Dogs Nearly Maul Dykes; Landslide Forces Him to Turn Back
Dykes has successfully completed the rough stretch from Qumarleb to Yushu. He is elated that most of the extreme, harsh travel in excess of 4000m (13000 ft) is now behind him.
Throughout the journey, he has stayed in the yurts of local nomadic Tibetans. Only recently, however, has he had a translator with him so that he could interact with the nomads and understand their activities. He participated in such bizarre rituals as milking yaks and spreading yak dung in the sun to dry it as a fire fuel.
Dykes continues to see wolves and bears, but his scariest, most threatening interactions have been with dogs. Dogs such as the Tibetan mastiff are huge and are trained to be aggressive to protect families and livestock.
In one case Dykes was attacked by a mastiff and another dog who were on the verge of mauling him. He fought for survival by throwing rocks but it wasn't enough. Next was a roundhouse kick. The two women who owned the dogs stood by powerless, they had no hope of intervening or calling off their dogs. Dykes fought for about a minute and a half, with the dogs fighting from either side. He became thoroughly exhausted. Fortunately the dogs also seemed to become exhausted and finally, Dykes was left unharmed.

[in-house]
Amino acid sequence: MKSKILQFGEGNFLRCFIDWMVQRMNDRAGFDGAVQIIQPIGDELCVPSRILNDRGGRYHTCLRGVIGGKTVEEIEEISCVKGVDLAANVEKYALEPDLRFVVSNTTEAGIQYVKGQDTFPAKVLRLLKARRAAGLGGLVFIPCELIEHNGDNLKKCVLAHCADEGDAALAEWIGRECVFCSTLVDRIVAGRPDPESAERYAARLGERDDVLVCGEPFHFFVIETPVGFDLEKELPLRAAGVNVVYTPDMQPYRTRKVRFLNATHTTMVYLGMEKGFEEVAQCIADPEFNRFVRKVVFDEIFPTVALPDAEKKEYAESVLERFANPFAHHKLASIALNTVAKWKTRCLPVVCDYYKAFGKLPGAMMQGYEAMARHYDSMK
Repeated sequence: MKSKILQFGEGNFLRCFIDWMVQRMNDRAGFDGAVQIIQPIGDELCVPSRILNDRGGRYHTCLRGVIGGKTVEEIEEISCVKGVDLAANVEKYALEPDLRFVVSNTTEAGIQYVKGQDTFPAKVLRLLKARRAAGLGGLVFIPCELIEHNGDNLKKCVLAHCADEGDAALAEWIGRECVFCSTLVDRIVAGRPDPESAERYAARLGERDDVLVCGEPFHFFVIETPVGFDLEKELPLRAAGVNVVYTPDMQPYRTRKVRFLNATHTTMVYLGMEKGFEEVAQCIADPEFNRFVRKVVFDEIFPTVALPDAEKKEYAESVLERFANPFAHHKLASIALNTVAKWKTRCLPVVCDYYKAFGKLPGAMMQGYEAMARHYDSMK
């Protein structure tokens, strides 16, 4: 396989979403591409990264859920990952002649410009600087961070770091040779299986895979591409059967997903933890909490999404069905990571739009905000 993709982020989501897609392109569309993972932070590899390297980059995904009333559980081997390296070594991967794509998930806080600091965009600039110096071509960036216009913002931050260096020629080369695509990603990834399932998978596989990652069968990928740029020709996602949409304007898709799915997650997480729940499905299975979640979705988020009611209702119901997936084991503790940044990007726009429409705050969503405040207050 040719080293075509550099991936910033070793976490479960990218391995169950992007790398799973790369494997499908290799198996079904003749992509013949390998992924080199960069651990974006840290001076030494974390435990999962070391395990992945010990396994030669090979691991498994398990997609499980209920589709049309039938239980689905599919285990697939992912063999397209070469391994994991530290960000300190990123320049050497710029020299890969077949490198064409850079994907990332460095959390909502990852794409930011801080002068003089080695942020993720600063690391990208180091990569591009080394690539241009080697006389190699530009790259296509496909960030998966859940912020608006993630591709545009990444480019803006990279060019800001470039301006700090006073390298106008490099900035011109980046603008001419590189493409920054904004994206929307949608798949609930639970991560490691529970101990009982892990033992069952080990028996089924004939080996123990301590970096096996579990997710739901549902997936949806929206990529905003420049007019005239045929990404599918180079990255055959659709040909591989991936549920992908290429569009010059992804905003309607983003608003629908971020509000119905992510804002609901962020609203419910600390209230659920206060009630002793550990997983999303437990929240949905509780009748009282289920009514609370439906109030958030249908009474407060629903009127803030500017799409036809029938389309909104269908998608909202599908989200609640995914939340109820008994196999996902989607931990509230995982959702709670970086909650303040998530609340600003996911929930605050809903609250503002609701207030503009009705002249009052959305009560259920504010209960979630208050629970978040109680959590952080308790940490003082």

Despite the milestone of having arrived in Yushu, extreme challenges certainly remain. Dykes encountered a side wall of the Yangtze where a landslide had collapsed making any footing unstable and virtually impassable. Dykes was forced to turn back. Martin, a photographer who had joined him on the trek, was unsure whether he could proceed further, given that everything was more difficult than he imagined. To this, Dykes responded that he thought the journey was still too difficult for anyone but rugged, extreme outdoorsmen to come with him.